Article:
School Policy Review Subcommittee finalizes recommendation to end SRO program



The School Policy Review Subcommittee convened virtually via Zoom on Jun. 14 at 4:30 p.m. to finalize their recommendation to the Brookline School Committee and Select Board to end the School Resource Officer (SRO) program.

The School Policy Review Subcommittee convened virtually via Zoom on Jun. 14 at 4:30 p.m. to discuss the future of the School Resource Officer Program (SRO) at the high school and finalize their recommendation to the Select Board on School Resource Officers and the Brookline School Committee (BSC).

The future of the SRO program across all Public Schools of Brookline (PSB), specifically at the high school, has been under question since results were collected from a recent student survey regarding students’ opinions on the SRO program. The SRO program works to connect students to helpful resources and support systems throughout the school and town community.

The subcommittee presented their final recommendation to suspend the SRO program to the BSC, in which they cited a variety of reasons as to why the program should be terminated.

BSC Vice Chair David Pearlman read that the SRO program influences an environment that is uncomfortable and often worrying for students, especially those who are African-American and Latinx.

“African-American and Latinx students feel less safe with SROs. We also believe that police officers should not be providing regular instruction to students and police officers should not have permanent office space in our schools,” Pearlman read. “Let alone next to the METCO office at the high school, many school committee members express concern over the intimidation factor of armed uniformed police officers permanently stationed in our school buildings.”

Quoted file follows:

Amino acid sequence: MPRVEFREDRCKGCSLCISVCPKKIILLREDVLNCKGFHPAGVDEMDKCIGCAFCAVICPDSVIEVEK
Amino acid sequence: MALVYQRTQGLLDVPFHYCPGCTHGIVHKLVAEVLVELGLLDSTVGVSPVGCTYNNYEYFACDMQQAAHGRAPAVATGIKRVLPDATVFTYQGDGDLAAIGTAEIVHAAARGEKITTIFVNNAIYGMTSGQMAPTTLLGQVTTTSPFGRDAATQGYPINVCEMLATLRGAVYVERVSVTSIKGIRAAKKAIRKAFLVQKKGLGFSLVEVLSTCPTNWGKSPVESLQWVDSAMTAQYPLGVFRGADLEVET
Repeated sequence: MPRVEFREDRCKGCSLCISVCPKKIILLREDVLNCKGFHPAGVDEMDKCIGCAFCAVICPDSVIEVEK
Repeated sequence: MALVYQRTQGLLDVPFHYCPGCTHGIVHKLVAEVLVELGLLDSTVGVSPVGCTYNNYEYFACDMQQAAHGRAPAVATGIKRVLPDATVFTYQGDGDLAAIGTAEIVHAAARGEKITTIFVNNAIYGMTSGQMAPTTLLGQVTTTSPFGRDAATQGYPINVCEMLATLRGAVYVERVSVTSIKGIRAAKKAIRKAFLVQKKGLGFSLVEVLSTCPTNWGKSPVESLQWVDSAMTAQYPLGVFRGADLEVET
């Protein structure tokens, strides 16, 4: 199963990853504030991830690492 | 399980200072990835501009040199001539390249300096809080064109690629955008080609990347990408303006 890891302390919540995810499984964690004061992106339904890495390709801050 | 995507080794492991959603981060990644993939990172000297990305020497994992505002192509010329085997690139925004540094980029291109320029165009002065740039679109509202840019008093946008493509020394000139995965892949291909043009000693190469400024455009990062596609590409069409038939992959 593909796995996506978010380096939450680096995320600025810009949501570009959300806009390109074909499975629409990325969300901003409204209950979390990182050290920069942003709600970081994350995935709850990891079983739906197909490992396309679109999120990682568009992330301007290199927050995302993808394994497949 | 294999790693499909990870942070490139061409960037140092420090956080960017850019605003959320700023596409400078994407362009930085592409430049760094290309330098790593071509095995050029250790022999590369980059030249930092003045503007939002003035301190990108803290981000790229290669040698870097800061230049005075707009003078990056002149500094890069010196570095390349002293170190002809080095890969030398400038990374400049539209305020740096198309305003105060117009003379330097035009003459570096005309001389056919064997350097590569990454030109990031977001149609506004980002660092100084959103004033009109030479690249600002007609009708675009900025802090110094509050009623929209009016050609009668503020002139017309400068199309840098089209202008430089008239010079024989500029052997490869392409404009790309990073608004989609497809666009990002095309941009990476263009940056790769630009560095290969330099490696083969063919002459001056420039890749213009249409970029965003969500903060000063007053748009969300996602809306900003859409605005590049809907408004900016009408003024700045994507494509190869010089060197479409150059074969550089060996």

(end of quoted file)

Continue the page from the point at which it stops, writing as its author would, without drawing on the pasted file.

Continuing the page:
Pearlman also said this trend is reflected at the national level.

“Our rationale for recommending the ending of the SRO program is that both locally and nationally, the data shows that African-American and Latinx students are less comfortable with SROs,” Pearlman said.

BSC member Andy Liu said brainstorming possible solutions to keep the positive aspects of the SRO program after its dismissal is something to review further.

“Would guidance counselors be better suited for some of those components — maybe healthcare professionals? That is part of undertaking a problematic review and seeing whether a new program would better serve those stated goals,” Liu said.

Pearlman said keeping the positive aspects of the program for students despite its suspension will be challenging.

“What would replace the SRO program so that we ensure that students continue to receive the services that they have been benefiting from?” Pearlman said. “But then of course, we need to be mindful that the majority of students and the vast majority African-American and Latinx student populations did not report feeling safer or comfortable talking to SROs.”

Candidate for Brookline Town Meeting (Precinct 6) Ryan Black said the subcommittee should have examined the possible consequences and logistics of the program before implementing it.

“Was this exhaustively examined whether or not this is a good idea? I do not believe any of you were really consulted as to whether or not to kind of have this process or even put the program in place,” Black said.

Black said that this meeting and the eventual vote benefits the larger community.

“I do not think we had such an exhaustive examination when this program was put in place, so thank you for your work,” Black said. “I think that today’s deliberations have been really valuable.”